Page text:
Outspoken Ryanair boss Michael O'Leary yesterday shocked the airline industry after tabling a surprise £1 billion offer to buy fellow Irish airline Aer Lingus.
Some 20 years after Ryanair began competing with Aer Lingus on the Dublin to London route, Mr O'Leary unveiled a plan for his airline to take over the carrier, which was privatised in a stock market flotation only five days ago.
Mr O'Leary, who became chief executive in 1993, described the proposed tie-up as a "unique opportunity" to form one strong airline group for Ireland with more than 5 0 million passengers annually.
Although Mr O'Leary has continually said he has no interest in the long-haul market, Ryanair has already acquired a 16 per cent stake in Aer Lingus and made an offer for the rest in a move valuing the carrier at 1.48 billion euros (£1 billion).
The budget airline would retain Aer Lingus's staff and management and Aer Lingus would keep its own branding and continue to operate its mixed long-haul and short-haul business - but Ryanair said it would help it to drive down costs.
In turn Ryanair would benefit from Aer Lingus's superior earnings yield, which is better than the returns Ryanair can currently get on its cash deposits.
Any deal would also give Ryanair ownership of the Heathrow landing slots of Aer Lingus, although it insisted that both airlines would "compete vigorously" on the 17 routes on which they both operate.
Both carriers fly out of Birmingham International Airport.
Any takeover is expected to go through a rigorous competition inquiry, with one airline analyst forecasting that Rya-nair was unlikely to be successful.
The Irish Government still owns around 25 per cent of Aer Lingus after selling down its 85 per cent stake in a listing on the London and Dublin stock markets.
Ryanair said its offer of 2.80 euros a share would realise more than 500 million euros (£337.2 million) for the Irish Government, while Aer Lingus staff stood to pick up an average of 60,000 euros (£40,468) from the sale of shares.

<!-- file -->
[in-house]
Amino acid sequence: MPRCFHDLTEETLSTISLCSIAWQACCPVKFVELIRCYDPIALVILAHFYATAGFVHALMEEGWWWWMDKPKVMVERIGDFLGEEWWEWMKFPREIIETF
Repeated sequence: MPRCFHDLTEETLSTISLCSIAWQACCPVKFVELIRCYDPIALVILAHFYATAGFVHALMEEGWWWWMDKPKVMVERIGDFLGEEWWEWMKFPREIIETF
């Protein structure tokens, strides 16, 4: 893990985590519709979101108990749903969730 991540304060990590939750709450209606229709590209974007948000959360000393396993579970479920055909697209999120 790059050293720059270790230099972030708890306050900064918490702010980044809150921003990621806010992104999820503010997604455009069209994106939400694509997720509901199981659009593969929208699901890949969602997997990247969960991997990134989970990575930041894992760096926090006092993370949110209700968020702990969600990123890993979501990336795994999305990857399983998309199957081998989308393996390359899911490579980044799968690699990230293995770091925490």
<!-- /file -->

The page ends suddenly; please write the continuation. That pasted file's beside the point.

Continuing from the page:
The offer is at a premium of 27 per cent on the Aer Lingus share price on the day of its flotation. Ryanair added that its offer was conditional, among other things, on obtaining at least a majority of the shares in Aer Lingus.
In terms of competition issues, Ryanair said there were numerous precedents across Europe for two airlines of similar nationality coming together to form a stronger, more diversified airline group.
But a note from ABN Amro expressed surprise at the bid and said at first glance there seemed limited chance of it succeeding.
ABN Amro said: "From a regulatory standpoint, we see huge competition policy issues, with Aer Lingus plus Ryanair having 78 per cent of the UK Ireland market. We imagine to continental Europe the percentage would be similar or higher.
"Ryanair's proposal to keep competition between a commonly-owned separatelybranded Aer Lingus and Rya-nair would not be accepted by competition authorities in the UK, Ireland or the EU in our view."
The City bank added that the Irish Government was likely to be concerned about leaving Irish aviation reliant on Mr O'Leary, who it said would have the ability to influence transport and labour policy.
However, Collins Stewart analyst Andrew Fitchie said strategically the logic was "infallible" for Ryanair and would create "a fantastic Irish champion in terms of the combined entity".
Aer Lingus said in a statement it had noted the announcement by Ryanair.
"The board is considering this announcement and will make a statement in due course," it said. "In the meantime, Aer Lingus Group shareholders are strongly urged to take no action."
In a statement, the Irish Government insisted it had no intention of selling its stake of at least 25.1 per cent in Aer Lingus.
It said: "The Minister for Finance, Brian Cowen, and the Minister for Transport, Martin Cullen, have stated that the Government remains committed to competition in aviation markets.
"It will not sell its shares in Aer Lingus."
The short-haul operation of Aer Lingus comprises 11 routes to the UK and 57 routes to continental Europe. The long-haul network includes up to nine routes to the United States and one route to the United Arab Emirates.
Aer Lingus, which has undergone major restructuring in the wake of the September 11 attacks, also provides cargo services on its fleet of 35 aircraft.
Ryanair operates 750 scheduled short-haul flights per day serving 115 locations in Europe, based on an operating fleet of 107 aircraft.
The company notched up a turnover of 1.69 billion euros (£1.14 billion) in the year to March 31, against one billion euros (£674,500) for Aer Lingus last year.